The stairs do not seem to cease but when it does, you are elevated to witness an amazing ancient Buddhist shrine.
Not very far to the west of the old palace and temples of Kathmandu, beyond the Vishnumati River and perched on top of a hill is the majestic stupa of Swayambhunath.
Considered the most ancient and baffling pilgrim site, historical evidences suggest that the Monkey Temple was established during the 5th century BC. Legends have it that Kathmandu was once a gigantic lake in which a lotus blossomed and miraculously radiated a bright light and the name of the place came to be Swayambhu which means self – created or self existent. The valley is believed to be drained by Manjushree, a Bodhisattva, who had the vision of the light. Later, the lotus was transformed into a hill and Swayambhunath was established on its top.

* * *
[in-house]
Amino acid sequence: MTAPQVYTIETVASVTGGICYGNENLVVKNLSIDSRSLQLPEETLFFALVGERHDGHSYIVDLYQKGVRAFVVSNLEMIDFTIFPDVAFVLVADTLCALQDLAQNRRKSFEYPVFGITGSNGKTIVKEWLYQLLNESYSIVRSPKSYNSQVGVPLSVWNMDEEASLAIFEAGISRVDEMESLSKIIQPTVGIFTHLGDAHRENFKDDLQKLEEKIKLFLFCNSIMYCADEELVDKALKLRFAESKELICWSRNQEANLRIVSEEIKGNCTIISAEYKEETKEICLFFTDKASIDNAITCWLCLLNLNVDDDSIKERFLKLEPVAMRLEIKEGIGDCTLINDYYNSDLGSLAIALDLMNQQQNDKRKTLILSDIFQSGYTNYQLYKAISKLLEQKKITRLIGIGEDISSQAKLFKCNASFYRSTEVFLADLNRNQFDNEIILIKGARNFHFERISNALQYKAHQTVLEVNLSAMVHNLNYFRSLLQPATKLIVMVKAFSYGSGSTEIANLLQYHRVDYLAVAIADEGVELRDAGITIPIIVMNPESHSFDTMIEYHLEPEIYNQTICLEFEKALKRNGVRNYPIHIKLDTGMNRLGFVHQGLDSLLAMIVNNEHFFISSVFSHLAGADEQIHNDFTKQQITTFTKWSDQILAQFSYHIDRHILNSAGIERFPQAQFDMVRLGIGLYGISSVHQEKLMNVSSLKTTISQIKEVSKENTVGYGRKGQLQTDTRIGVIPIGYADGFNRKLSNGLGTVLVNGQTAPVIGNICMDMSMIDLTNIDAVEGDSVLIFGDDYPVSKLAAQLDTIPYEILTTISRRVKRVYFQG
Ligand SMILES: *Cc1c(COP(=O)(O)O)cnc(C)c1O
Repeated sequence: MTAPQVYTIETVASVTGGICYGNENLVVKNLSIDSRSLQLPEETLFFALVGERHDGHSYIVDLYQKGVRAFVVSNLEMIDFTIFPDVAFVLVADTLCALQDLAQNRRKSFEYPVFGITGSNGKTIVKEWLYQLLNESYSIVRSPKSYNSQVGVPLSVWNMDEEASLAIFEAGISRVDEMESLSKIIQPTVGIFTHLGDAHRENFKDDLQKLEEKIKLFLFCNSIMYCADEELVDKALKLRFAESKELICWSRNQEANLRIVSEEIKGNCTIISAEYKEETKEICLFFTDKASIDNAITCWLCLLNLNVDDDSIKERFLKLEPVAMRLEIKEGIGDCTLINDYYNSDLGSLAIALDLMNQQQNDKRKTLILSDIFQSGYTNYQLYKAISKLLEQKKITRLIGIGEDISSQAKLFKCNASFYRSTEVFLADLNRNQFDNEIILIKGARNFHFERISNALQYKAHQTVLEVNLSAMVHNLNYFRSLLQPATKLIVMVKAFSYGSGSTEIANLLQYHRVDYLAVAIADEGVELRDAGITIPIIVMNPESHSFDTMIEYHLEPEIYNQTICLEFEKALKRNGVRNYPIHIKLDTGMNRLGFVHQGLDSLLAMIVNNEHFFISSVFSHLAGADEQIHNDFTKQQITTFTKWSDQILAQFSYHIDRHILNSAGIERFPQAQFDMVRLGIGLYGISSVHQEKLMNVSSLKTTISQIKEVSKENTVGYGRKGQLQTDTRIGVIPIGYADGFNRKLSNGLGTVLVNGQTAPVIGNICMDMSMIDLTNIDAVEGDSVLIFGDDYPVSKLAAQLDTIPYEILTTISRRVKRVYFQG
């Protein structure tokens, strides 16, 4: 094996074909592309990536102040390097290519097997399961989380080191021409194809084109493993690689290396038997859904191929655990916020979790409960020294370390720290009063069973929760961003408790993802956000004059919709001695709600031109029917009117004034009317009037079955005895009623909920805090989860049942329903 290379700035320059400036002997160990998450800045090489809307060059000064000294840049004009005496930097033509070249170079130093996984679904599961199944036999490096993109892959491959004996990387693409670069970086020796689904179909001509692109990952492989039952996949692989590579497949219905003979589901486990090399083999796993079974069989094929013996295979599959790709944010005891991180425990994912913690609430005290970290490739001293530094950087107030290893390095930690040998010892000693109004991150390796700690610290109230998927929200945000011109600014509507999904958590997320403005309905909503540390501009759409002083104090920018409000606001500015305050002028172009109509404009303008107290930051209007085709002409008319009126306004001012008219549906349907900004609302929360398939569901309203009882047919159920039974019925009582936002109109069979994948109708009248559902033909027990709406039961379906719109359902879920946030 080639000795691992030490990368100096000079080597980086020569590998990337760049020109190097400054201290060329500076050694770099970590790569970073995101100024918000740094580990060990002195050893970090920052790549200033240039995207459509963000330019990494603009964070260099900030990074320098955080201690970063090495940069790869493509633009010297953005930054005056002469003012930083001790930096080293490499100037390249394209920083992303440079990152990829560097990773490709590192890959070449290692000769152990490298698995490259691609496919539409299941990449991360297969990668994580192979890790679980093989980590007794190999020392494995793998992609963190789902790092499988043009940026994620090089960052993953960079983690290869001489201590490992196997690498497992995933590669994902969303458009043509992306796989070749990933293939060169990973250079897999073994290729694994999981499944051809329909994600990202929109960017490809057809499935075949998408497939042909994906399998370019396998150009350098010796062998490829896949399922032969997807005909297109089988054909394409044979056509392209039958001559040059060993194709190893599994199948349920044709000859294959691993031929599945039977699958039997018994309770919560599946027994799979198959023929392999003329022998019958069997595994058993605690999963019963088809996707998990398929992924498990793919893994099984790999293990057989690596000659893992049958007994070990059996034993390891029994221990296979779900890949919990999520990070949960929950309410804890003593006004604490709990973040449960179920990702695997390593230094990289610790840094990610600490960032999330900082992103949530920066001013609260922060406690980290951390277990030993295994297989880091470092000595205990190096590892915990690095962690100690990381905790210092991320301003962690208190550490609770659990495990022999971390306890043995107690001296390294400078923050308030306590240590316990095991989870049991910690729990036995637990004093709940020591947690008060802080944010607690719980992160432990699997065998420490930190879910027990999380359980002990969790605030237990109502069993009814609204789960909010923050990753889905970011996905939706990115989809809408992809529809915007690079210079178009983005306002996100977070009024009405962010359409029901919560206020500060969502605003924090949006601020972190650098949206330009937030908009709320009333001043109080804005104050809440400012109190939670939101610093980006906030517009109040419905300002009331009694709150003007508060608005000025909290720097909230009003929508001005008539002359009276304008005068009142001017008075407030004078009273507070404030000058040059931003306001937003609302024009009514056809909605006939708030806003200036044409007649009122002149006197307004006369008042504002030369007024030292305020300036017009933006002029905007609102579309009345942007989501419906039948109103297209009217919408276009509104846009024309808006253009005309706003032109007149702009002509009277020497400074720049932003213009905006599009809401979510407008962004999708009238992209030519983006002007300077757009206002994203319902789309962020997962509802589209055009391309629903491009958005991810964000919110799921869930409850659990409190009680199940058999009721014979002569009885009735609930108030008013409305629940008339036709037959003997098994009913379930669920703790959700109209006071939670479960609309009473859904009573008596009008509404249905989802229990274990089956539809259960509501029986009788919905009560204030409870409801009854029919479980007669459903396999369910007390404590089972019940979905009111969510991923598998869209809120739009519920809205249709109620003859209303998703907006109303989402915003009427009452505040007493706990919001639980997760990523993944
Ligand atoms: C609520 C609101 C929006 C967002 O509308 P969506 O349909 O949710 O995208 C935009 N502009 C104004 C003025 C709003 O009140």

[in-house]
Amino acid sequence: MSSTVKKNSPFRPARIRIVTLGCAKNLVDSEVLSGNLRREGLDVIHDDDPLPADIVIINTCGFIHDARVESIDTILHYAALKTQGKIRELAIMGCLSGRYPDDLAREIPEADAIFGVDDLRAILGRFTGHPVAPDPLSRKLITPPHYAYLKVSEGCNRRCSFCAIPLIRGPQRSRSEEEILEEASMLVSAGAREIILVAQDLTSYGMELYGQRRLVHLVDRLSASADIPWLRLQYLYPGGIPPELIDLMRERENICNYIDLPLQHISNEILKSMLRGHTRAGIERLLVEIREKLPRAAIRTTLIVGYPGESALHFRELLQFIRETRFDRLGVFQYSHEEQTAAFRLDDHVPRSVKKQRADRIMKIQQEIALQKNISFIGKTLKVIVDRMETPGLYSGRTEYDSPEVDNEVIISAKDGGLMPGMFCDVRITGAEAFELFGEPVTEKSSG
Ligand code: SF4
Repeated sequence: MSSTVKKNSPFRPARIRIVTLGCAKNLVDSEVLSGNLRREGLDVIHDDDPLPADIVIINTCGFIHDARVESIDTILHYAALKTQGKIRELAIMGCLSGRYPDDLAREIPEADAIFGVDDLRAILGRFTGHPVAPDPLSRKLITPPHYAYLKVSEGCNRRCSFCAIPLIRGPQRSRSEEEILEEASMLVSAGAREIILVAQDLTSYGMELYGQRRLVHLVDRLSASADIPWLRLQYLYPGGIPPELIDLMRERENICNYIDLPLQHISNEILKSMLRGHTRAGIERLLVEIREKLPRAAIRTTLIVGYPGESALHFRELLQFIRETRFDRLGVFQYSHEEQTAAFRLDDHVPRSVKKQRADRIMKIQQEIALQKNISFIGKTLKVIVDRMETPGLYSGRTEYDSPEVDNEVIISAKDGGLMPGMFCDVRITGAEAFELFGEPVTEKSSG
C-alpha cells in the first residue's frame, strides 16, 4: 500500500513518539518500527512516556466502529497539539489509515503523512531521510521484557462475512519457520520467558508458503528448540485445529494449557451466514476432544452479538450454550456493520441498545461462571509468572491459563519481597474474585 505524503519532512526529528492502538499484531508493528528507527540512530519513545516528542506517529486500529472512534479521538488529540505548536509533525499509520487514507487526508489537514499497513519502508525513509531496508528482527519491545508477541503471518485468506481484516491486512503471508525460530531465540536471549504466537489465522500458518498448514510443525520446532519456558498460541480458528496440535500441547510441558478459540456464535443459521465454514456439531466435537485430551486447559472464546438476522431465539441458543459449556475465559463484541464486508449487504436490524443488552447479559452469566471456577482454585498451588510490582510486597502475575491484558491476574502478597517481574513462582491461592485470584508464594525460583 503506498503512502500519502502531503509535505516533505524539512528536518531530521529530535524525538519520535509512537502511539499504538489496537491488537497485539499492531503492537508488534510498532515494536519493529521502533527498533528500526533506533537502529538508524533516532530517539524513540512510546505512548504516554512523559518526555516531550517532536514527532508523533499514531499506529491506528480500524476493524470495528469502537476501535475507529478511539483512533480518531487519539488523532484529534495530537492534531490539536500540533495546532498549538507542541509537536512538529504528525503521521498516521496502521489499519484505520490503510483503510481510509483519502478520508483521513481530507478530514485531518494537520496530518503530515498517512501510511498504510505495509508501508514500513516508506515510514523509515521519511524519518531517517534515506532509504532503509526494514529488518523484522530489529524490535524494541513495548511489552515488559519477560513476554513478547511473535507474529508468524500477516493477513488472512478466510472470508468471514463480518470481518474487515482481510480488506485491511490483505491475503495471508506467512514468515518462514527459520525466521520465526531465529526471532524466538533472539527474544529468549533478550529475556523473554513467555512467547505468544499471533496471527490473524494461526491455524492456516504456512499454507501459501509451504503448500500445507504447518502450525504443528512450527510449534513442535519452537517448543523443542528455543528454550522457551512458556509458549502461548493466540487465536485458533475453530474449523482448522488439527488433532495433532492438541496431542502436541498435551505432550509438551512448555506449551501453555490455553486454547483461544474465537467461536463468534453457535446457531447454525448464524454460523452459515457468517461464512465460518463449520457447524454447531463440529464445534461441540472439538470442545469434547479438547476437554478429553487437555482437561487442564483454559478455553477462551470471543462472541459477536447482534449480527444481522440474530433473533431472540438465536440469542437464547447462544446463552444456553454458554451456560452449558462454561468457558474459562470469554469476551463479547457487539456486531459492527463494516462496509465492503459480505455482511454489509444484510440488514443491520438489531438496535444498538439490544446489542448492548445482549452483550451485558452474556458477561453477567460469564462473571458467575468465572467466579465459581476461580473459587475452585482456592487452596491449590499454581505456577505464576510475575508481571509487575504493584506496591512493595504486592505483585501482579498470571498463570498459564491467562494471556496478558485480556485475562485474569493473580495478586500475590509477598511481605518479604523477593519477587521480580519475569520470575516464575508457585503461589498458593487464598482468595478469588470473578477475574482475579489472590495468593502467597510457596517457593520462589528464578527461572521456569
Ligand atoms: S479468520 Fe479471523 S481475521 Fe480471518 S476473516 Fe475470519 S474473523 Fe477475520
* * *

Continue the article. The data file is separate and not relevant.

Swayambhunath is a white dome shaped monument with a golden square pillar sprouting from the middle. Its elevated white arch and sparkling brilliant pillar are noticeable from miles and from all sides of the valley. Painted on it are the celebrated pair of Buddha eyes that watchfully overlook the valley below. The range encompassing the stupa is loaded with chaityas, sanctuaries, painted pictures of gods and various different religious articles.
Often called the “Monkey Temple” by tourists due to the large population of rhesus monkeys living in the surrounding forest, be careful not to eat anything as you approach the stupa, or you may be attacked by otherwise friendly animals. Swayambhu is also one of the contemporary center centers for Tibetan Buddhist culture in the area, so this is the ideal spot to visit monasteries and meet monk and nuns
Fair enough, the view from this hilltop presents the whole of Kathmandu Valley as never before. It is also the spinning of prayer wheels, counting of prayer beads and colorful player flags that whiff a blissful air.